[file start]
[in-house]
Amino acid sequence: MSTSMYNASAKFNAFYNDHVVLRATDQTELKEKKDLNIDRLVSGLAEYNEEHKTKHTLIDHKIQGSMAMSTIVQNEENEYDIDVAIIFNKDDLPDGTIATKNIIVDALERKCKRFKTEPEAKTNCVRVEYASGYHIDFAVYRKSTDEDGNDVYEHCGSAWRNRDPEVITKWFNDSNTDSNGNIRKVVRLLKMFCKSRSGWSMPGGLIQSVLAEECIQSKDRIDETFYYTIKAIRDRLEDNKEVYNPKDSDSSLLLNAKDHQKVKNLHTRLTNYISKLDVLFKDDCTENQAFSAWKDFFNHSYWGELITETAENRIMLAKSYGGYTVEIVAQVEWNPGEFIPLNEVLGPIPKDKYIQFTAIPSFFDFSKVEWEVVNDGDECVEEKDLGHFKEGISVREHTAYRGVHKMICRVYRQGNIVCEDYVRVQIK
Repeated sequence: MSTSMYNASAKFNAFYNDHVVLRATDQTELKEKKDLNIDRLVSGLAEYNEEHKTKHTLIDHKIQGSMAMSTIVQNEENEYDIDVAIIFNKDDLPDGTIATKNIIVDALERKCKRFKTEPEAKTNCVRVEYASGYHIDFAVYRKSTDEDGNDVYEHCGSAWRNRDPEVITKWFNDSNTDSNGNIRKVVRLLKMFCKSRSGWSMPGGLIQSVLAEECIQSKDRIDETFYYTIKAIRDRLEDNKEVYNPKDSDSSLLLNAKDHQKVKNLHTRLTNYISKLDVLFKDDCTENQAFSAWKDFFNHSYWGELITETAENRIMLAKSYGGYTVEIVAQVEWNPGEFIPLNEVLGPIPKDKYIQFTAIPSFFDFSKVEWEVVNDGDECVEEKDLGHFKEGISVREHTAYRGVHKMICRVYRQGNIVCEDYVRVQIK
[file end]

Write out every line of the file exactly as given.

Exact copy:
[in-house]
Amino acid sequence: MSTSMYNASAKFNAFYNDHVVLRATDQTELKEKKDLNIDRLVSGLAEYNEEHKTKHTLIDHKIQGSMAMSTIVQNEENEYDIDVAIIFNKDDLPDGTIATKNIIVDALERKCKRFKTEPEAKTNCVRVEYASGYHIDFAVYRKSTDEDGNDVYEHCGSAWRNRDPEVITKWFNDSNTDSNGNIRKVVRLLKMFCKSRSGWSMPGGLIQSVLAEECIQSKDRIDETFYYTIKAIRDRLEDNKEVYNPKDSDSSLLLNAKDHQKVKNLHTRLTNYISKLDVLFKDDCTENQAFSAWKDFFNHSYWGELITETAENRIMLAKSYGGYTVEIVAQVEWNPGEFIPLNEVLGPIPKDKYIQFTAIPSFFDFSKVEWEVVNDGDECVEEKDLGHFKEGISVREHTAYRGVHKMICRVYRQGNIVCEDYVRVQIK
Repeated sequence: MSTSMYNASAKFNAFYNDHVVLRATDQTELKEKKDLNIDRLVSGLAEYNEEHKTKHTLIDHKIQGSMAMSTIVQNEENEYDIDVAIIFNKDDLPDGTIATKNIIVDALERKCKRFKTEPEAKTNCVRVEYASGYHIDFAVYRKSTDEDGNDVYEHCGSAWRNRDPEVITKWFNDSNTDSNGNIRKVVRLLKMFCKSRSGWSMPGGLIQSVLAEECIQSKDRIDETFYYTIKAIRDRLEDNKEVYNPKDSDSSLLLNAKDHQKVKNLHTRLTNYISKLDVLFKDDCTENQAFSAWKDFFNHSYWGELITETAENRIMLAKSYGGYTVEIVAQVEWNPGEFIPLNEVLGPIPKDKYIQFTAIPSFFDFSKVEWEVVNDGDECVEEKDLGHFKEGISVREHTAYRGVHKMICRVYRQGNIVCEDYVRVQIK